I was wearing this necklace recently and someone asked, “What does it mean?” I wonder if – because she knew I was a pastor – there’s an assumption that everything I wear (or at least the jewelry I wear) means something.
If we wear a cross or a Star of David or a little Buddha (does anyone do that?) people assume it means that we are of that respective faith.
I love this necklace. I bought it because it was pretty and light. It’s a silver fan, according to the Stitch Fix receipt. So . . . because it’s a fan – I could create a meaning for it:
- “It fans me/cools me down/reminds me to slow my pace.”
- “It’s worn as a spiritual discipline to remind me of Sabbath.”
- “It reminds me of my life verse: ‘For this reason I remind you to fan into flame the gift of God which is in you through the laying on of my hands.’ ” (2 Timothy 1:6 NIV)
Or I could wear it because I want to.
So it goes in our post-modern culture.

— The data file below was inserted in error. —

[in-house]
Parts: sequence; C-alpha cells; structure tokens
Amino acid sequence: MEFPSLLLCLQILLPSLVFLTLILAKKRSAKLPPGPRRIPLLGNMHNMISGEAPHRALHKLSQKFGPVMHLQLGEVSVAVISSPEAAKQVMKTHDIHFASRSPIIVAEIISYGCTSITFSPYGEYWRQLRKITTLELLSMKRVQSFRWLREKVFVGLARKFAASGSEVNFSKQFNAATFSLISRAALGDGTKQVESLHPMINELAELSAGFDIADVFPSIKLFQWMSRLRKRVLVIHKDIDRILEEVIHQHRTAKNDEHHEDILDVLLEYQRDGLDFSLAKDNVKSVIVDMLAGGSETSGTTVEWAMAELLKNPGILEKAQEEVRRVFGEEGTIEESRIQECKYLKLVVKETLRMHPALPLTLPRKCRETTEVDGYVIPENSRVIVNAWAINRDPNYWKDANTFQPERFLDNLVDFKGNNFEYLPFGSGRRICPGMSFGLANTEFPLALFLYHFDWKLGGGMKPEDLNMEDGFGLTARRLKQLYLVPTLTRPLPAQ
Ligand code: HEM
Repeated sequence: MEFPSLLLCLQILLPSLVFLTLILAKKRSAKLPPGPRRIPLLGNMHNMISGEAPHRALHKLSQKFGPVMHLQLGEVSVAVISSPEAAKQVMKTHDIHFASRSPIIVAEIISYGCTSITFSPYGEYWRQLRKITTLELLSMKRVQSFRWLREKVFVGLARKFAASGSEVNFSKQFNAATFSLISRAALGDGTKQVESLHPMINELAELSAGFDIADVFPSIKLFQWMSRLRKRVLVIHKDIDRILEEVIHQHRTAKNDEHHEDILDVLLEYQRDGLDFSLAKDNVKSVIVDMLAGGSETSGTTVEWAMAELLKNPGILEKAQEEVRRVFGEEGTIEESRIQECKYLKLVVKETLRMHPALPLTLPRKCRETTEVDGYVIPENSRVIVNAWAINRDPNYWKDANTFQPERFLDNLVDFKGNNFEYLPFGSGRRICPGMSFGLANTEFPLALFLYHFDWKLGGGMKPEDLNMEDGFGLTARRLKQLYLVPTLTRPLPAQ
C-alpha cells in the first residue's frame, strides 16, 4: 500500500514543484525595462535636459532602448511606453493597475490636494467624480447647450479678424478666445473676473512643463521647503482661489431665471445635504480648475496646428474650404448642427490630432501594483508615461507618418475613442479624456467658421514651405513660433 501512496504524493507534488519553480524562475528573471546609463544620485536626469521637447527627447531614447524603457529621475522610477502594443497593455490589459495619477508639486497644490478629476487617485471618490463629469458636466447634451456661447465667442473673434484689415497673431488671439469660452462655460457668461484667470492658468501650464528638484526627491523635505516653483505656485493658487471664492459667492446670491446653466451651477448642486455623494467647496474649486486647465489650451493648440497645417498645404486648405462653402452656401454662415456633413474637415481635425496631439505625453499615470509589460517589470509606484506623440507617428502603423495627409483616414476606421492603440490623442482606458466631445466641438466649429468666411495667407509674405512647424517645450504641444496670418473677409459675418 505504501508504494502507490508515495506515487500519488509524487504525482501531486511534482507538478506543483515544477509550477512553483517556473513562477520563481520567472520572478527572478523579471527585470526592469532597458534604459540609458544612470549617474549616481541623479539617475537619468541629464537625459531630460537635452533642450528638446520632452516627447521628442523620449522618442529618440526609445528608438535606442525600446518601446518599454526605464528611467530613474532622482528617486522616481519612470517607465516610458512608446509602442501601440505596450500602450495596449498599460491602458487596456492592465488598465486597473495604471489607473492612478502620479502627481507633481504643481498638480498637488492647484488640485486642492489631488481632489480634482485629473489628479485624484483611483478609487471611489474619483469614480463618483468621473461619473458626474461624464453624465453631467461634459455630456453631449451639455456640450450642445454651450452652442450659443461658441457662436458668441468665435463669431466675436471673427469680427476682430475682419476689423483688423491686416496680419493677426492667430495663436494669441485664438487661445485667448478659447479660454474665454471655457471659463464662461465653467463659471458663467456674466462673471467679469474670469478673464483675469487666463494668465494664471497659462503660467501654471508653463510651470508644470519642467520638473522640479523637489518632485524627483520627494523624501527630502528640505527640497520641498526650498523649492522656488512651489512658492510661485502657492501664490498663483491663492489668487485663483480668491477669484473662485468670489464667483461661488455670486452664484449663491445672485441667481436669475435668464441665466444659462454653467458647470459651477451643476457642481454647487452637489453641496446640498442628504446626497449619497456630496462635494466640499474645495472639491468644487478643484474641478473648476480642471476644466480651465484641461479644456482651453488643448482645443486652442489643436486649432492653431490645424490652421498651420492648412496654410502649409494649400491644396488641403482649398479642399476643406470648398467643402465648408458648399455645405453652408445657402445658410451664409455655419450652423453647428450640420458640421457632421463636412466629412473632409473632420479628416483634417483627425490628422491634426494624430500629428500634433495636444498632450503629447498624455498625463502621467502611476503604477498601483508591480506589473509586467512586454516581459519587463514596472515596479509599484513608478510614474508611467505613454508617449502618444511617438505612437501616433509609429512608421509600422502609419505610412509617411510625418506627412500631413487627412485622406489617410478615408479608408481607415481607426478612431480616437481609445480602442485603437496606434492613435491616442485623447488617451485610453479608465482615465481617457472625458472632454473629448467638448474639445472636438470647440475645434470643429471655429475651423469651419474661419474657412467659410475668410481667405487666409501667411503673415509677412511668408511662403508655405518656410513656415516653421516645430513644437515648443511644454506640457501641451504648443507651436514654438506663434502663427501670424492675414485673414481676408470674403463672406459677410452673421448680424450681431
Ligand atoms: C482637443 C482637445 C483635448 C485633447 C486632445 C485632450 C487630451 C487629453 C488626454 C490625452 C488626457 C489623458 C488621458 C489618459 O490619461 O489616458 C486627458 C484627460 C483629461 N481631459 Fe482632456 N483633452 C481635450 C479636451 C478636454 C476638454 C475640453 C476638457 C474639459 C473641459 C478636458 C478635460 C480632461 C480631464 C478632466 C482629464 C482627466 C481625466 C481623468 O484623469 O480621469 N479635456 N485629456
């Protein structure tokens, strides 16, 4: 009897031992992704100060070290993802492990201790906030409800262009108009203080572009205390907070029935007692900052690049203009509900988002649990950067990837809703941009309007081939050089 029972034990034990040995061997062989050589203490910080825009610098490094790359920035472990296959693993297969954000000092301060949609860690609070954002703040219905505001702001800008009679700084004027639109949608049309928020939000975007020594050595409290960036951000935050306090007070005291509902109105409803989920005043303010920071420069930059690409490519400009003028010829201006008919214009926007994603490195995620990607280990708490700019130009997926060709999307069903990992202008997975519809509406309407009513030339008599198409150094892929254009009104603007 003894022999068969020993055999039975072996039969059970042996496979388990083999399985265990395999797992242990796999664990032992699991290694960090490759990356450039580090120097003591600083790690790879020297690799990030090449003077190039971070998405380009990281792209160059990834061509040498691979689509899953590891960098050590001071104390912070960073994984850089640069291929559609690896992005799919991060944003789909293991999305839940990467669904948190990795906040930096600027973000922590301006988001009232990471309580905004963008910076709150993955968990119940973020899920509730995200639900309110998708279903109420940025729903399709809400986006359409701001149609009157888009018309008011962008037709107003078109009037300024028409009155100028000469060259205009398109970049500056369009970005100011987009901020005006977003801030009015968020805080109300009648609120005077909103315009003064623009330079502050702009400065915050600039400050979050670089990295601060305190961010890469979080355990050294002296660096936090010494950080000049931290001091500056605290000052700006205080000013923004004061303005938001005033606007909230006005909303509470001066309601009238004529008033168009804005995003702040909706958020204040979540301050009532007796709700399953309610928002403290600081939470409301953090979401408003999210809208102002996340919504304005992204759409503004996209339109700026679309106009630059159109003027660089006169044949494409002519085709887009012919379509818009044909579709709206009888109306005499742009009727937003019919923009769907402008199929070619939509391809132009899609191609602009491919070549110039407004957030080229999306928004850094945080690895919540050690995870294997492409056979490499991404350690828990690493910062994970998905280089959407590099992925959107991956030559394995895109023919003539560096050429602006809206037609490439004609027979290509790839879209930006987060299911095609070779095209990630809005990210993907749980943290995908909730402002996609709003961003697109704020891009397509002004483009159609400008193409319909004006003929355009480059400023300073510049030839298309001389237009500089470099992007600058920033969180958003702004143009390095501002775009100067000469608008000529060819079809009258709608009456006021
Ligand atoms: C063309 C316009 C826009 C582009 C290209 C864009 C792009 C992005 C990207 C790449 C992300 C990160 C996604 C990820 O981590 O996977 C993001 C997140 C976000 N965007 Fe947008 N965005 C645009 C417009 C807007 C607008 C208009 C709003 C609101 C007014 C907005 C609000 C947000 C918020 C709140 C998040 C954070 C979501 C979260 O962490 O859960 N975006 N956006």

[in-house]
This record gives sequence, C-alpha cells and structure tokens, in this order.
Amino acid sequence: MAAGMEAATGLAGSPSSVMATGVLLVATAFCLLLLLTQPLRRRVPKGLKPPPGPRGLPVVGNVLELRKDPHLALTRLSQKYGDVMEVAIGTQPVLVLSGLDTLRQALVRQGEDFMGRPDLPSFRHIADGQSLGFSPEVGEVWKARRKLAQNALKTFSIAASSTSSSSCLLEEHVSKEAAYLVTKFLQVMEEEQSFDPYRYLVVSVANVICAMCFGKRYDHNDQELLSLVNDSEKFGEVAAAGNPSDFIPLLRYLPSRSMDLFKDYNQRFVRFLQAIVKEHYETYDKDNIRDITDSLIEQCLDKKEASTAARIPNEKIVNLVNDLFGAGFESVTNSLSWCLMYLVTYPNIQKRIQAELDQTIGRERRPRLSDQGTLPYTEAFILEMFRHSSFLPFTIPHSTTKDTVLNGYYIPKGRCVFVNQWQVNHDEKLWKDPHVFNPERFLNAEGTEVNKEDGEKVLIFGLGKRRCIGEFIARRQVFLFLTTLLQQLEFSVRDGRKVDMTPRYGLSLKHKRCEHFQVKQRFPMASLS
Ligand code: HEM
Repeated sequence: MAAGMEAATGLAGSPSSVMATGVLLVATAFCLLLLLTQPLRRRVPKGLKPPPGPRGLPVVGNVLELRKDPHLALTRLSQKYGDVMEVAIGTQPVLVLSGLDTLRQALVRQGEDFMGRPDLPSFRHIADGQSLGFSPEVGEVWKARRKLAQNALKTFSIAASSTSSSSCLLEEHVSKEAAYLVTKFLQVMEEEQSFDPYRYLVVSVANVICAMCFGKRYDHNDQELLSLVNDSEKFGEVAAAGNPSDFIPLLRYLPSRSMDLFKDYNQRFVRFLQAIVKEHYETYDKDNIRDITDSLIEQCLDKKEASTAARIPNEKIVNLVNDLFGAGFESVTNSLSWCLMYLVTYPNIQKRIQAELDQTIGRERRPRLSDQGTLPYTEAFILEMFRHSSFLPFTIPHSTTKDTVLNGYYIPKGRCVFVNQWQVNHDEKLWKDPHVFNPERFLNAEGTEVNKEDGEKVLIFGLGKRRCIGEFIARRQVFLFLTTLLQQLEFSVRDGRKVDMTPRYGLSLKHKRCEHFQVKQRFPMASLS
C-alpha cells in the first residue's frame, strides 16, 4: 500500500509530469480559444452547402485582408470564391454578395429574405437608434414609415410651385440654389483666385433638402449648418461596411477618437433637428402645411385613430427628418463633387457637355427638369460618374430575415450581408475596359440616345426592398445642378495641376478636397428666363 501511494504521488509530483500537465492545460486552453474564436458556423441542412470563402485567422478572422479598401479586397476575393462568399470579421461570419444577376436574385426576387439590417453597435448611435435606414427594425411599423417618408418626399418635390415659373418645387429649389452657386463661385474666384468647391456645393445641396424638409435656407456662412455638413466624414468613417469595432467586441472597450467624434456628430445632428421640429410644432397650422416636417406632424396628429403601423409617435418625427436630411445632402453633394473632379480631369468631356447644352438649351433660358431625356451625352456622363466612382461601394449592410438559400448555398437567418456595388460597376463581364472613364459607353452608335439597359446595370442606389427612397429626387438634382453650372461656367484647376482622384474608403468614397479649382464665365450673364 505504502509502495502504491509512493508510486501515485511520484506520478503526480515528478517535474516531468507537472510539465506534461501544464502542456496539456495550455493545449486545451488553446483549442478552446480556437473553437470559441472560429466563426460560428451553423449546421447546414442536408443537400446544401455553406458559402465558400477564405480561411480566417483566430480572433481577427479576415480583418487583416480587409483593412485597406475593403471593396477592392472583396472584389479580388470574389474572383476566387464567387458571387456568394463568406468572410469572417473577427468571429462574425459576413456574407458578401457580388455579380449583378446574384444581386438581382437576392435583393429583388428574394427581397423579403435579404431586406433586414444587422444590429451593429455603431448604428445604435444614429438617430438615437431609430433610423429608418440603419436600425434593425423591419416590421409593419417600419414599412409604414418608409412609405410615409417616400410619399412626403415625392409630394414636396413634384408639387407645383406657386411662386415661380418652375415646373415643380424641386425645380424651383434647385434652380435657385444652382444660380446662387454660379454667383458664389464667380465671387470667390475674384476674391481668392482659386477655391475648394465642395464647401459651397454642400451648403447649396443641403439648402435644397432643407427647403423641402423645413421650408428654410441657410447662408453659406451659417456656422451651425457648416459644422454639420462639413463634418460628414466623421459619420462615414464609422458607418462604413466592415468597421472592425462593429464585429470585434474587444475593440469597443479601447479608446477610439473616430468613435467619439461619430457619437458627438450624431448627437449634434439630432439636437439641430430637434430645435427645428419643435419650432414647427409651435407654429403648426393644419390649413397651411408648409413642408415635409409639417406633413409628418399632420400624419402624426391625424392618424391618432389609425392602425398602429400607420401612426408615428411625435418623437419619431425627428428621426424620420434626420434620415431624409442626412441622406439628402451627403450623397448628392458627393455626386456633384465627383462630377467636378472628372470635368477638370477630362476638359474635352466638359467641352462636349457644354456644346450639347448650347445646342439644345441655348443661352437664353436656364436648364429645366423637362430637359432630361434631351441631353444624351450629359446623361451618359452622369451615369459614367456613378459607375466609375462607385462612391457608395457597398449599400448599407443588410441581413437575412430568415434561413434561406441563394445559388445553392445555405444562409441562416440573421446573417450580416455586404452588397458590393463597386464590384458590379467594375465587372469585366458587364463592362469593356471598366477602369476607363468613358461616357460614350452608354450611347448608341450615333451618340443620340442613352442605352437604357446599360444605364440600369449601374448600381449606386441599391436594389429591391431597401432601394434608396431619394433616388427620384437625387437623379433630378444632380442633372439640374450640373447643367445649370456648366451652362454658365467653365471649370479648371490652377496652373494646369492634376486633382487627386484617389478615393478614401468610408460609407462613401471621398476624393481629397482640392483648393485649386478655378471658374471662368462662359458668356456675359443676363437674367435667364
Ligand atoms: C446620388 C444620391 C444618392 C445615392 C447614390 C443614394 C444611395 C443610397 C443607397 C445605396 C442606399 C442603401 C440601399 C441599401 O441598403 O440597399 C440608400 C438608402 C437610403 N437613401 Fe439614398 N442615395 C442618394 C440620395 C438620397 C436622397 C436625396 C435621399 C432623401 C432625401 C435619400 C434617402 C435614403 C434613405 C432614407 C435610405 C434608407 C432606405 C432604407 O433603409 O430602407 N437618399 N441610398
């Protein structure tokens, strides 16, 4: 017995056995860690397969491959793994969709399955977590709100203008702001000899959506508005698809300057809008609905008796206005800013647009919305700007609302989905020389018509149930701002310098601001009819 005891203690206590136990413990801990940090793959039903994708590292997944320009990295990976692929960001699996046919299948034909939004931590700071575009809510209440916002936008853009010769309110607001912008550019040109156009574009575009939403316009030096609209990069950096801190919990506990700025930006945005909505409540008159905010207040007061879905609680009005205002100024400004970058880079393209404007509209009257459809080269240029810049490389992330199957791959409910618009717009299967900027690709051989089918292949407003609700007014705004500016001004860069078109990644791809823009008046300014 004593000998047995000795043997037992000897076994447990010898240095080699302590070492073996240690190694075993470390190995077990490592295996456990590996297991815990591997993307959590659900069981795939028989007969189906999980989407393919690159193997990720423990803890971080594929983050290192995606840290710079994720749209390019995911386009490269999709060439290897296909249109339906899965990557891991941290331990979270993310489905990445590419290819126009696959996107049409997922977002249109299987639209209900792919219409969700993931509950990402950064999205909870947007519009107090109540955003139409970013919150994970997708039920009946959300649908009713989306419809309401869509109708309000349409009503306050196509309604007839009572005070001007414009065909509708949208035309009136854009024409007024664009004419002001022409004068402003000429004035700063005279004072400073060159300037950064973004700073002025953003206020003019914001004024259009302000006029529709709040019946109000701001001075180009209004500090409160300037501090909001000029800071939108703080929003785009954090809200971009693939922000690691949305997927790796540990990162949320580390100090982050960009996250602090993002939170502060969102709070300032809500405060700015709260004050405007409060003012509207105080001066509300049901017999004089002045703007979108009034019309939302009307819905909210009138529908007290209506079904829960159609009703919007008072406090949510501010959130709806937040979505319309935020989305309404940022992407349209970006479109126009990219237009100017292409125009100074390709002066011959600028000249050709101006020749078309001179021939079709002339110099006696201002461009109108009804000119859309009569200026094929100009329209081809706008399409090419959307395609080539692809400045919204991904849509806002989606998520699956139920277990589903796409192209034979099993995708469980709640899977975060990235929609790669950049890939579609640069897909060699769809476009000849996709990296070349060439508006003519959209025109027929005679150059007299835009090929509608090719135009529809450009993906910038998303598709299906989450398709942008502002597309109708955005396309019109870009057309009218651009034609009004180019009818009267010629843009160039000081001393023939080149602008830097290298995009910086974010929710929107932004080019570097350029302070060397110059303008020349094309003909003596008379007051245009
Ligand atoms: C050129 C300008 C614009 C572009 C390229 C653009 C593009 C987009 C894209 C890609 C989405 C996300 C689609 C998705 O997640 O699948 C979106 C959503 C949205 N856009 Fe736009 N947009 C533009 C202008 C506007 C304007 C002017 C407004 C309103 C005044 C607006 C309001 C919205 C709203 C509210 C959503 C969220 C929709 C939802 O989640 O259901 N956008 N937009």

It used to be true that preachers taught doctrine (“This is what we believe . . .”) and now preachers are more like group spiritual directors. In growing congregations, people come into our gatherings from a wide array of faith traditions/experiences. The parables of Jesus, for example, are all fraught with meaning, but what it means to the person sitting in worship who grew up Missouri Synod Lutheran just getting out of an abusive marriage is different from what it means to the person sitting in worship who hasn’t been in a sanctuary since he was baptized as an infant. Good preachers paint pictures and ask questions and inspire personal reflection with a solid core of (in my tradition) Reformed theology.
Increasingly it seems that we live in a culture in which Things Mean What We Want Them to Mean. The choices for meaning are endless. But because this is true, there is the temptation that nothing could mean anything.
Such are the thoughts of one pastor on the day we commend the ashes of a brilliant man – whose brain lost its capacity for meaning – to the LORD.
This is post is dedicated to DES and his family.